Gemini Preprint #64

The Infrared Surface Brightness Fluctuation Hubble Constant

Joseph B. Jensen
Gemini Observatory Northern Operations Center, 670 N. A'ohoku Place, Hilo HI 96720

John L. Tonry
Institute for Astronomy, University of Hawaii, 2680 Woodlawn Drive, Honolulu, HI 96822

Rodger I. Thompson
Steward Observatory, University of Arizona, Tucson, AZ 85721

Edward A. Ajhar and Tod R. Lauer
National Optical Astronomical Observatories, P.O. Box 26732, Tucson, AZ 85726

Marcia J. Rieke
Steward Observatory, University of Arizona, Tucson, AZ 85721

Marc Postman
Space Telescope Science Institute, 3700 San Martin Dr., Baltimore, MD 21218

Michael C. Liu
Department of Astronomy, University of California, Berkeley, CA 94720


We measured infrared surface brightness fluctuation (SBF) distances to an isotropically-distributed sample of 16 distant galaxies with redshifts reaching 10,000 km s-1 using the near-IR camera and multi-object spectrometer (NICMOS) on the Hubble Space Telescope (HST). The excellent spatial resolution, very low background, and brightness of the IR fluctuations yielded the most distant SBF measurements to date. Twelve nearby galaxies were also observed and used to calibrate the F160W (1.6 µm) SBF distance scale. Of these, three have Cepheid variable star distances measured with HST and eleven have optical I-band SBF distance measurements. A distance modulus of 18.5 mag to the Large Magellanic Cloud was adopted for this calibration. We present the F160W SBF Hubble diagram and find a Hubble constant H0=72±2.3 km s-1 Mpc-1 consistent with the data. This 6% decrease in the Hubble constant is consistent with the hypothesis that the Local Group inhabits an under-dense region of the universe, but is also consistent with the best-fit value of H0=76 km s-1 Mpc-1 at the 1.5-sigma level.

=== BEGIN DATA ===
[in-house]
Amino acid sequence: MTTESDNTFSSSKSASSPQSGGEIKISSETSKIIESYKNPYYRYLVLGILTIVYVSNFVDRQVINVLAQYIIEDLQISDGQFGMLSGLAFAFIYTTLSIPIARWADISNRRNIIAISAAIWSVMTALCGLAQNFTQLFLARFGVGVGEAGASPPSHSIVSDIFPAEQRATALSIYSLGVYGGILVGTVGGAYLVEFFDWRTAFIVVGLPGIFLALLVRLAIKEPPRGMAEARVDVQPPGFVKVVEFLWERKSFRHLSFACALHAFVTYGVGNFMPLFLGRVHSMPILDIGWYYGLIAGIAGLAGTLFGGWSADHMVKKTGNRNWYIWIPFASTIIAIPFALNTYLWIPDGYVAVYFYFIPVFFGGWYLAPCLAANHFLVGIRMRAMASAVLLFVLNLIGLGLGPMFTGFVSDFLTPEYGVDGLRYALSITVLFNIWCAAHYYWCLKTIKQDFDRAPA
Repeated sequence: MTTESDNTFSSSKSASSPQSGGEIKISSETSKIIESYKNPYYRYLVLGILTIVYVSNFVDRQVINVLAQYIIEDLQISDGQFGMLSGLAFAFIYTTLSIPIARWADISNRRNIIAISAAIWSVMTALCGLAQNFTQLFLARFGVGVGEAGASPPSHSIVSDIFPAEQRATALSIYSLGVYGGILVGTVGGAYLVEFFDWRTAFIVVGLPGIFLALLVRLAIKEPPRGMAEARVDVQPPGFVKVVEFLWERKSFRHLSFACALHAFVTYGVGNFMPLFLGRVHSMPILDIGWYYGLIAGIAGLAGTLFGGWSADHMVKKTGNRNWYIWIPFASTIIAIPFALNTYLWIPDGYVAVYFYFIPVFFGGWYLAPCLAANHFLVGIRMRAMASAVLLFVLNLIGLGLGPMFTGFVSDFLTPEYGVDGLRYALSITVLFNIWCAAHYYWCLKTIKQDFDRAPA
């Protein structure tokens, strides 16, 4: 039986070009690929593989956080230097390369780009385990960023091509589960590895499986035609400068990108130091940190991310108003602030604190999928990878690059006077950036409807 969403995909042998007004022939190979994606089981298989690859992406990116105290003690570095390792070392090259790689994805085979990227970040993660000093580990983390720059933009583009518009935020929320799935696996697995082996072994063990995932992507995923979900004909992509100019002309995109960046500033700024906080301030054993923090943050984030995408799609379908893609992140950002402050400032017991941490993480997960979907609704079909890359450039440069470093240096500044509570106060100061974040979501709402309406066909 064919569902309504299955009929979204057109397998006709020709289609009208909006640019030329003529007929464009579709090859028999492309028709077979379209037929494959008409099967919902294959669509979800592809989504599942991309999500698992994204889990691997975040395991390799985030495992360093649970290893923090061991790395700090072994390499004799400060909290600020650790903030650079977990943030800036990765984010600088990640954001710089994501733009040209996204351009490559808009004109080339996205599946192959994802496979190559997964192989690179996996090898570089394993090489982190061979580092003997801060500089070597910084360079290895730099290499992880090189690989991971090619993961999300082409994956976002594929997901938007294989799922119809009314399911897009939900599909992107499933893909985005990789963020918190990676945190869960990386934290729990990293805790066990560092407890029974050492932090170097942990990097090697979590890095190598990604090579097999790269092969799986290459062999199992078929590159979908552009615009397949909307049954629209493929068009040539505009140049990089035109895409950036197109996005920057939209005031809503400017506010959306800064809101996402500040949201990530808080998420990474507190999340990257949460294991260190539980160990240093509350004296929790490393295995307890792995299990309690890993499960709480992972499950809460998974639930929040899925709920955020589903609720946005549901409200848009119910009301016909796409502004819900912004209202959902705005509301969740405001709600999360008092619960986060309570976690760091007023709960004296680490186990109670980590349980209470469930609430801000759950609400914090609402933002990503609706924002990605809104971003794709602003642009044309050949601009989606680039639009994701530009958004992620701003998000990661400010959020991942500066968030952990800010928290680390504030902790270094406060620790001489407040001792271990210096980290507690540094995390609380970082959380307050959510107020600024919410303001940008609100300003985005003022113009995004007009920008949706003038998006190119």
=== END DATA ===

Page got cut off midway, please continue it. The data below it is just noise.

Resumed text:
To appear in the Astrophysical Journal.

Download the PostScript or PDF file.

Ruth A. Kneale / / November 28, 2000